Mary Kay traded with Heather at the half-way point of the day, and it was delightful to spend some time on the river with Heather: definitely a change from our bike trips! We portaged into a small lake (Rebecca) that parallels the Mississippi and avoids having to lock through Lock and Dam #2, which I thought would be a bit much for her third day kayaking. But the portage was its own adventure: finding a pullout point, hefting the kayaks over the levee and into the lake, which had no easy entry point on the north end, and then doing the whole thing again to get back into the river was its own excellent adventure.

Heather was a game and delightful companion, and I hope she can sneak away for another few days of paddling before I reach New Orleans.


Leaving the Cities, and the kindness of Philip and Preston, is sort of slow going this morning. On one hand, I’m really eager to be back to the river and small-town America and the rhythm of life we have created on this journey; on the other hand, I could easily spend another week here visiting friends and colleagues, mulling over the implications of the trip so far, and maybe even making some music, now that Mary Kay has brought my DP install disk, so that I can get it running on my replacement computer.

One thing Philip said seemingly almost offhandedly the other day is really helping me think through this whole undertaking. He mentioned something about how the point of the journey is for me to have my own take on the river: not so much to gather other people’s takes as an (ethno)musicologist might. I’ve been feeling sort of guilty and inadequate that I have little or no interest in going to hear music at the State Fair, for example; I would much rather look at the hundreds of species of rabbits, listen to the auctioneers sell off cows, and study the crop art (did you catch the crop art iPhone I posted the other day?!) Philip and Preston seemed to immediately understand this, and even though they certainly know about lots of interesting music in Minnesota, including their own, they didn’t push me to explore that now. The fact is, other than at church each Sunday, I have heard no live music at all on this trip. Unless you count birds and wind and train whistles and industrial sounds. Which I definitely do.

I feel like I am emptying myself of other people’s music. And it’s a bit scary, actually, since lots of the music I have written is in one way or another a response to music that already exists. I’m not sure what music I will be moved to write. I’m (mostly) okay with this emptying even though it creates a certain amount of mild anxiety in me. It’s sort of like a large-scale version of the emptying that comes before any new piece. But Philip’s comment somehow gave me permission to be squarely in this state, not to try to escape it, and I am really grateful to him for saying it.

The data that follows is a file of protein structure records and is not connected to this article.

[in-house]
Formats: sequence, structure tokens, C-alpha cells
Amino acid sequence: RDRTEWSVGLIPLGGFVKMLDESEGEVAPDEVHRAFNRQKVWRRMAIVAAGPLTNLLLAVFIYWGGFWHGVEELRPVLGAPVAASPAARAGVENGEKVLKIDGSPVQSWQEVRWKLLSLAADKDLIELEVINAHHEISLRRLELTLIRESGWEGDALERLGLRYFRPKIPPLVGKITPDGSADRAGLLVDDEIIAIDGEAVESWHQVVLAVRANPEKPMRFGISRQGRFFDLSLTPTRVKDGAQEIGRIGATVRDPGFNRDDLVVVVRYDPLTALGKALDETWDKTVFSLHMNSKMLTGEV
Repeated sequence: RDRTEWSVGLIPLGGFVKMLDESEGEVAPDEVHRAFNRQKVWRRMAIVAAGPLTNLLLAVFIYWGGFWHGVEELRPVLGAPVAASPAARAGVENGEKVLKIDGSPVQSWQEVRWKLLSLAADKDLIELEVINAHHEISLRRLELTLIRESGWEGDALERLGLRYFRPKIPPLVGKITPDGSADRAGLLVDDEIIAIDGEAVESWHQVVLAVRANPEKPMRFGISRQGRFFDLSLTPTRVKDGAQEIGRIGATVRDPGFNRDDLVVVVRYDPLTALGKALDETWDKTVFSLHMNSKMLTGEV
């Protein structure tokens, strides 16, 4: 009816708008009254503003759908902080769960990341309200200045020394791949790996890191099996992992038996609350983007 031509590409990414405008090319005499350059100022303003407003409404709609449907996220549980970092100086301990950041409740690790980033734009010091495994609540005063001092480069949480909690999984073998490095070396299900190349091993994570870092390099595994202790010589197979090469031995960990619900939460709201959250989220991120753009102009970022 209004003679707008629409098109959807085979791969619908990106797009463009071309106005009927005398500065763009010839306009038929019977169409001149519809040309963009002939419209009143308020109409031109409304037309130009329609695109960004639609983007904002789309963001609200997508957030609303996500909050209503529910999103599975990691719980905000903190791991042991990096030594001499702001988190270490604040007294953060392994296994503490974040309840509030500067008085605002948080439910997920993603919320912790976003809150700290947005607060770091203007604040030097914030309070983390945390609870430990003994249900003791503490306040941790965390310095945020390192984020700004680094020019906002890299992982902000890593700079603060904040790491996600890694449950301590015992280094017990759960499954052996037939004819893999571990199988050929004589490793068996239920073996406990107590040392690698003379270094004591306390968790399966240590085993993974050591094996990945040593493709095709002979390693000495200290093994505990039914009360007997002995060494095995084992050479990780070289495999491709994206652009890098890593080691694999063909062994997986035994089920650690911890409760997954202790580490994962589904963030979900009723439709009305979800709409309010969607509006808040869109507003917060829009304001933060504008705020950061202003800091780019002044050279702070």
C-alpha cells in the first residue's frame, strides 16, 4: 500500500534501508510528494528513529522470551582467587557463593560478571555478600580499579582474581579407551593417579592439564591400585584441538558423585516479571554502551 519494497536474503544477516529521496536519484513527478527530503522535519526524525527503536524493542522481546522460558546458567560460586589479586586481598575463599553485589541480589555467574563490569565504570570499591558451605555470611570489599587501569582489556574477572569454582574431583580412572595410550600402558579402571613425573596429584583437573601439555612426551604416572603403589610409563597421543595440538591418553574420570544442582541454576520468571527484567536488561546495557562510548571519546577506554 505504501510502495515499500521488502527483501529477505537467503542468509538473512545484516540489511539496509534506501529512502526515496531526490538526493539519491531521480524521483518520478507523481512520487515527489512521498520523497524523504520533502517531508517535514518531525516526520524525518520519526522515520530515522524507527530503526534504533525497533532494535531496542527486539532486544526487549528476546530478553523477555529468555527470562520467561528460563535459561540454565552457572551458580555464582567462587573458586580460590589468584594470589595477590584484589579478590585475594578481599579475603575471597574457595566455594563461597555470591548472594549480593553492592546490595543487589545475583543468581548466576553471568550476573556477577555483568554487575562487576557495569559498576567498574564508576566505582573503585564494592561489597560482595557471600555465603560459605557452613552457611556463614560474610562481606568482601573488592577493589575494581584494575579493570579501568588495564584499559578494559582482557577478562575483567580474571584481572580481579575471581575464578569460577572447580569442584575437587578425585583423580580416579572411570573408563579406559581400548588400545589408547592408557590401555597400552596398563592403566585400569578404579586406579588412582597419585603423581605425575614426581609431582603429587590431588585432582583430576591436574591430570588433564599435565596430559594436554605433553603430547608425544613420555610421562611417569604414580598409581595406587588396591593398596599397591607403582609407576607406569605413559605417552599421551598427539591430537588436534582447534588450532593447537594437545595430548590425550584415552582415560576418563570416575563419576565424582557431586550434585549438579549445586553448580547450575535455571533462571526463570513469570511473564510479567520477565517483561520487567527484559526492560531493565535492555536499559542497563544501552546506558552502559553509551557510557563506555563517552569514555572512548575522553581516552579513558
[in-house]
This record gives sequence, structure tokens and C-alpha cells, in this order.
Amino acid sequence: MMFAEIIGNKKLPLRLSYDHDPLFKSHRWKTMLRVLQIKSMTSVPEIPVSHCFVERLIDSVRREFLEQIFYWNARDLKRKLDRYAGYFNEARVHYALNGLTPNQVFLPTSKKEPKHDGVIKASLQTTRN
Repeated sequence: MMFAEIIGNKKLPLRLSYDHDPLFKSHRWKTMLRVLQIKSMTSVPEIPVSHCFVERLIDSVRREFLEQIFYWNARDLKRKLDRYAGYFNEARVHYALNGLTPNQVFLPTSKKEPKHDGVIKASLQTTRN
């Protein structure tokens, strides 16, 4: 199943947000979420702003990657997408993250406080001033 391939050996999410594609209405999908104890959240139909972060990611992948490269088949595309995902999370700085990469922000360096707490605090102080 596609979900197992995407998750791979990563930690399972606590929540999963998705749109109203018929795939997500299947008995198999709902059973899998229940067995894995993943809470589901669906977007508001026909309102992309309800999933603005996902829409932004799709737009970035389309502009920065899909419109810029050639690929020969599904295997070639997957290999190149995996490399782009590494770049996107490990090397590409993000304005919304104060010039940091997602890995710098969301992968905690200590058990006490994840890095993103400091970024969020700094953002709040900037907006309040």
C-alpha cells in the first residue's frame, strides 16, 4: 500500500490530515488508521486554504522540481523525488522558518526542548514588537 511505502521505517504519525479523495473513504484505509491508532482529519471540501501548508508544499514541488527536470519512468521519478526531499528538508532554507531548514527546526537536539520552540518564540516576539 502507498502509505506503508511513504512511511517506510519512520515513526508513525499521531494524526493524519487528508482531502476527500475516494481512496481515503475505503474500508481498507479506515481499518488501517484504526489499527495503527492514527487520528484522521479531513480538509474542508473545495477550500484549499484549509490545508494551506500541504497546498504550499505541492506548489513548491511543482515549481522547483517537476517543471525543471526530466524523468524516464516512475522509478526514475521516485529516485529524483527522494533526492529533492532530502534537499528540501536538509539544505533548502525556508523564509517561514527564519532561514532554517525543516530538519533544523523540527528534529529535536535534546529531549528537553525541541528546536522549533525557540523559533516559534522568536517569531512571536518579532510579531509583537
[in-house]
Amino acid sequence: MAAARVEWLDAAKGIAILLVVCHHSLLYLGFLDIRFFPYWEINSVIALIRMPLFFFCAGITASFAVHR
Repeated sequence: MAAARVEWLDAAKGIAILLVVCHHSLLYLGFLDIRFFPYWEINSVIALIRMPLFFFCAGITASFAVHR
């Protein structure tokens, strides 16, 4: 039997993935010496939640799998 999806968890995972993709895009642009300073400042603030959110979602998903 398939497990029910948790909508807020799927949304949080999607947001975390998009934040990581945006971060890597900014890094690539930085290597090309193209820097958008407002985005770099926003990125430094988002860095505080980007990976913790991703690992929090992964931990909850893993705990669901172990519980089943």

It’s Mac’s paddling day today, and because we have a second kayak, Heather and Mary Kay can each get a half-day of paddling with his company, which seems like an excellent way to get them started on the river. Heather started out with Mac in the morning, so Mary Kay and I wandered around Mendota a bit, which was a curious experience. Mendota barely exists now, but it was a town long before St. Paul or Minneapolis came into being, and there are a few exquisitely maintained stone structures: St. Peter’s Church, Governor Sibley’s house, etc. right near where the Minnesota RIver joins the Mississippi, not far from Fort Snelling. They are made of the limestone that creates the bluffs we have just now started seeing, and there’s something great about how local these structures are. Makes me definitely want to build my Vermont house out of stone and wood gathered from my own land.

The trade-off point for Heather and Mary Kay was a boat launch just down from the US 494 bridge: maybe one of the biggest bridges we’ve seen yet over the Mississippi, and it’s under huge construction to double the lanes. An old man was sitting on a bench there: Ken has been coming out to watch the construction every day for months now. He had worked for years in the stockyards of South St. Paul; born in 1920, he grew up here the youngest of eleven children of parents and grandparents who grew up here, and most of his four children live nearby as well. I got to thinking about how some families have one person who did the big move of emigrating and then everyone settles in the new place for generations to come; while other folks seem to have immigration in their blood and they themselves and many of their offspring end up moving repeatedly all over the country or the world. I feel like I have both sides in me: my father was a wanderer by nature (or was it an adaptation to his circumstances?), and my mother always claimed she would have been happy to live in Farmington or Plymouth (Michigan) her whole life. But of course she didn’t, and I don’t know that she could have, despite all her voiced longing for that alternate settled life she never lived.